increasing gap between higher and lower educated people

History and Orientation

The knowledge gap theory was first proposed by Tichenor, Donohue and Olien at the University of Minnesota in the 70s. They believe that the increase of information in society is not evenly acquired by every member of society: people with higher socioeconomic status tend to have better ability to acquire information (Weng, S.C. 2000). This leads to a division of two groups: a group of better-educated people who know more about most things, and those with low education who know less. Lower socio-economic status (SES) people, defined partly by educational level, have little or no knowledge about public affairs issues, are disconnected from news events and important new discoveries, and usually aren’t concerned about their lack of knowledge.

Core Assumptions and Statements

The knowledge gap can result in an increased gap between people of lower and higher socioeconomic status. The attempt to improve people’s life with information via the mass media might not always work the way this is planned. Mass media might have the effect of increasing the difference gap between members of social classes.

Tichenor, Donohue and Olien (1970) present five reasons for justifying the knowledge gap. 1) People of higher socioeconomic status have better communication skills, education, reading, comprehending and remembering information. 2) People of higher socioeconomic status can store information more easily or remember the topic form background knowledge 3) People of higher socioeconomic status might have a more relevant social context. 4) People of higher socioeconomic status are better in selective exposure, acceptance and retention. 5) The nature of the mass media itself is that it is geared toward persons of higher socioeconomic status.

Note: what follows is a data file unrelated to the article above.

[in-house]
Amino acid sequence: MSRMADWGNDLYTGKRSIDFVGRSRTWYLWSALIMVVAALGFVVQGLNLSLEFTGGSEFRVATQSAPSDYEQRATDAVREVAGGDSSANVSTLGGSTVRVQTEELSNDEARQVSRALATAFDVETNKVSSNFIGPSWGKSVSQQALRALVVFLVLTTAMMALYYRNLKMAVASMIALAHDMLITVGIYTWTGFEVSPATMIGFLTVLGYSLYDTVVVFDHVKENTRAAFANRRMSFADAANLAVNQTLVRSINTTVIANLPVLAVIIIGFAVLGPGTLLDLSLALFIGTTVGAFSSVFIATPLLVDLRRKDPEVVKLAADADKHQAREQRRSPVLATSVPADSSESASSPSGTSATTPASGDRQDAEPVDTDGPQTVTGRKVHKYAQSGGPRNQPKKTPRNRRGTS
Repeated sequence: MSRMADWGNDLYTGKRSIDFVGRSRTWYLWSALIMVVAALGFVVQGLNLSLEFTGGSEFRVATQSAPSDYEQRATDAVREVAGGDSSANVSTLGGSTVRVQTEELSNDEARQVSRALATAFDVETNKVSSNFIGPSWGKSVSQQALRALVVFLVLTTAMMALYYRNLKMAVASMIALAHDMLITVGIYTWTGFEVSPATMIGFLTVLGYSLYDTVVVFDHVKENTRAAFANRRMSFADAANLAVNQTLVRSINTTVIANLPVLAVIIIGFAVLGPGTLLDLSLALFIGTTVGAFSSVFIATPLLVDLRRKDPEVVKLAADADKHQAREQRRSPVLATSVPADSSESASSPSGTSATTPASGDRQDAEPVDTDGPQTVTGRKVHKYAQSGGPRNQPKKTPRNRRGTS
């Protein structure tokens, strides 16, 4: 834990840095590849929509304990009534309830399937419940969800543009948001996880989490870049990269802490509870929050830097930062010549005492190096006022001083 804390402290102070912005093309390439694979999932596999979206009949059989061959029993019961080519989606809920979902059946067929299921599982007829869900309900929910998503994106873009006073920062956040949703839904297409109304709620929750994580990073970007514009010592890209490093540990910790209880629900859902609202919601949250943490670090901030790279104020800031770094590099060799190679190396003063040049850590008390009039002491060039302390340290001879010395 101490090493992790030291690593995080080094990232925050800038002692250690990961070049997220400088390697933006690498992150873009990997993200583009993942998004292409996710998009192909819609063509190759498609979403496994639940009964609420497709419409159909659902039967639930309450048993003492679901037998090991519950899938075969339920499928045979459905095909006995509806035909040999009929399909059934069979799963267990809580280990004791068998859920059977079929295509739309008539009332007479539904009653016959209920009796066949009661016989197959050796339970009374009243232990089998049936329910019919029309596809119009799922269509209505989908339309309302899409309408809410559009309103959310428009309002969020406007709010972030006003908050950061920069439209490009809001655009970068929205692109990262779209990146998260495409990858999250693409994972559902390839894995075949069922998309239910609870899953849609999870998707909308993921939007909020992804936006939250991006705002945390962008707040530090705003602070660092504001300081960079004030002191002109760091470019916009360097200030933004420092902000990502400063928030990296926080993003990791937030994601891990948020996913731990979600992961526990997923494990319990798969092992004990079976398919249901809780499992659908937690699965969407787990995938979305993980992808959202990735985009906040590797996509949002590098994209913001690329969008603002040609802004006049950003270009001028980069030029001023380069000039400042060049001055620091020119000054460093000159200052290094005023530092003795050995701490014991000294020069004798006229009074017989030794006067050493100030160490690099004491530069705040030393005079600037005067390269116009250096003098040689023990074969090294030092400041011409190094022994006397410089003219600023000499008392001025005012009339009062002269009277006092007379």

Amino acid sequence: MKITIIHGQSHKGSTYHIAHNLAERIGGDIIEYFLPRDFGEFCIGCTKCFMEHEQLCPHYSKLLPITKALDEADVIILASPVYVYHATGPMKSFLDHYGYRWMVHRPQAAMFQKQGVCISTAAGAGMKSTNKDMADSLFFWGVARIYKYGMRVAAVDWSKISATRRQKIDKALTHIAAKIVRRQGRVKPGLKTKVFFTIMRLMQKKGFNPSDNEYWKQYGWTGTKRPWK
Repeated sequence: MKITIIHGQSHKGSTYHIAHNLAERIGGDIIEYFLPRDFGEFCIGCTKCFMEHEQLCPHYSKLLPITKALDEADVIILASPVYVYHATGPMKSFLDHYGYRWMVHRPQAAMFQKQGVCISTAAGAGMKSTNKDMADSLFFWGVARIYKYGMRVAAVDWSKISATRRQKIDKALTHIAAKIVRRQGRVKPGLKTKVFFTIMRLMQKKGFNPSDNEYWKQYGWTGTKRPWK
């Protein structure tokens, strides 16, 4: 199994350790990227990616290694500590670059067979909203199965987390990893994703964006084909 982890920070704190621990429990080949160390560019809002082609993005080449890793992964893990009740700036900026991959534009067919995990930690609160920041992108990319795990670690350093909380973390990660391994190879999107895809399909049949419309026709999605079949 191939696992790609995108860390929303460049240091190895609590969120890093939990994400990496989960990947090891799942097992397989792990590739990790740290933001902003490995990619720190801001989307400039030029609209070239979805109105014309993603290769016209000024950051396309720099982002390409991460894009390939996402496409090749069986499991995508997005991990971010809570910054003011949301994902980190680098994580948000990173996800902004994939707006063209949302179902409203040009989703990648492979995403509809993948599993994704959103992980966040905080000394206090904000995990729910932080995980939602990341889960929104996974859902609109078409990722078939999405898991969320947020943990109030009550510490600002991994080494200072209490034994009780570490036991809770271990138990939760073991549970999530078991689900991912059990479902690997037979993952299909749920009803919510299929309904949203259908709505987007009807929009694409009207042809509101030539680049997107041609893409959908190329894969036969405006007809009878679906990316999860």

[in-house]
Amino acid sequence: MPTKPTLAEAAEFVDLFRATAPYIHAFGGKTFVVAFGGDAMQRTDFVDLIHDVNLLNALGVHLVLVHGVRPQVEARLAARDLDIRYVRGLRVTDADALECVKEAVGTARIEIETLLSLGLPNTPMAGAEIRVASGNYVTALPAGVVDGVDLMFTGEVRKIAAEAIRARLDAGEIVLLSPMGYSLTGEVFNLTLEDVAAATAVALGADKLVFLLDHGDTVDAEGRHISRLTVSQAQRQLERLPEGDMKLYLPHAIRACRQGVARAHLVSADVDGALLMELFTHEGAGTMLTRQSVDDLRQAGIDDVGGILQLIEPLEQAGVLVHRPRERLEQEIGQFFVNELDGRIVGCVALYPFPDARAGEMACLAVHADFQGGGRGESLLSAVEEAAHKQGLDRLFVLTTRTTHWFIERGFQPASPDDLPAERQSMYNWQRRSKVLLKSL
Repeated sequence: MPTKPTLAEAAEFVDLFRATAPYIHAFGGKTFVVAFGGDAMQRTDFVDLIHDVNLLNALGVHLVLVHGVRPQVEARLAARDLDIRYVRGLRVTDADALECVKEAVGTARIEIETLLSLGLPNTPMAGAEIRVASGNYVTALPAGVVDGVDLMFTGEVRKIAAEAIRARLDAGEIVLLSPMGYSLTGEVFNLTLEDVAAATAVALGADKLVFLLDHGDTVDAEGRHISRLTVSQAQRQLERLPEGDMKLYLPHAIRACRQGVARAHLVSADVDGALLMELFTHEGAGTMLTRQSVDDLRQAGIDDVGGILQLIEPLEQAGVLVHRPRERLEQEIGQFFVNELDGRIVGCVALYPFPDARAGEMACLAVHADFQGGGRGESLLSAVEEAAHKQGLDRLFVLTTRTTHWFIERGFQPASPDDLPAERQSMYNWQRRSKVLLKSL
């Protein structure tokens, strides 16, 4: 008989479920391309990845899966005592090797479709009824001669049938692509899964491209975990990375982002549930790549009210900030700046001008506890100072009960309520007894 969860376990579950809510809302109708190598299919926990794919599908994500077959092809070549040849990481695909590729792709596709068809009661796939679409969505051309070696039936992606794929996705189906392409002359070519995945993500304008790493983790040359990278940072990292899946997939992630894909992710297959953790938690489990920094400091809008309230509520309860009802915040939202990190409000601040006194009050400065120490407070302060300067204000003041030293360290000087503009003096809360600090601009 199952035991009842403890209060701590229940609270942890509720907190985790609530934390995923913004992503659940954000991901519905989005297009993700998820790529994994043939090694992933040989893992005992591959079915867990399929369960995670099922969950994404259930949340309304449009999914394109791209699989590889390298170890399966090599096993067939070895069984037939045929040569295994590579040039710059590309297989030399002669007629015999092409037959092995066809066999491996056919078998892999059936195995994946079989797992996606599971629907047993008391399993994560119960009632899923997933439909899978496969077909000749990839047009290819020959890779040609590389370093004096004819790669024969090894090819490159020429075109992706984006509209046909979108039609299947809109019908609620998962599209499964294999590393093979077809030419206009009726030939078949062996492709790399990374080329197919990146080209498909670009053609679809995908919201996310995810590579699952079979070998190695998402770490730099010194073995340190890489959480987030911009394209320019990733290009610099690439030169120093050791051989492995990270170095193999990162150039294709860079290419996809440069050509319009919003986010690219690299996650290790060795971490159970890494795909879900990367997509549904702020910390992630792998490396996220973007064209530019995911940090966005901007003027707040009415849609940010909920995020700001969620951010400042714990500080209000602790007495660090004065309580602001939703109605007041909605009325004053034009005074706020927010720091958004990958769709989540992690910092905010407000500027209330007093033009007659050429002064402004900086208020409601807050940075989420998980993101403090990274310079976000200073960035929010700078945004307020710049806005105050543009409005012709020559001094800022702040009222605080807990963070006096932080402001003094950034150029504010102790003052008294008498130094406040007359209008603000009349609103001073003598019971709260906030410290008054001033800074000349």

Conceptual Model

Source: Tichenor, Donohue and Olien, 1970.

This example shows that education level or socioeconomic status made a difference in knowledge. The question was whether or not respondents felt astronauts would ever reach the moon. Those with high levels of education (based on three levels: grade school, high school and college) were more likely to agree that man would reach the moon than those with lower levels of education both at a certain point in time and over all four intervals. Most important was that the gap between levels widened over time in that the percentage of respondents in the high education level who agreed rose more than 60 percentage points over 16 years while those in the low level of education category rose less than 25 percentage points.

Favorite Methods

Surveys of mass media and tests of knowledge.

Scope and Application

Media presenting information should realize that people of higher socioeconomic status get their information in a different way than lower educated people. Furthermore, this hypothesis of the knowledge gap might help in understanding the increased gap between people of higher socioeconomic status and people of lower socioeconomic status. It can be used in various circumstances.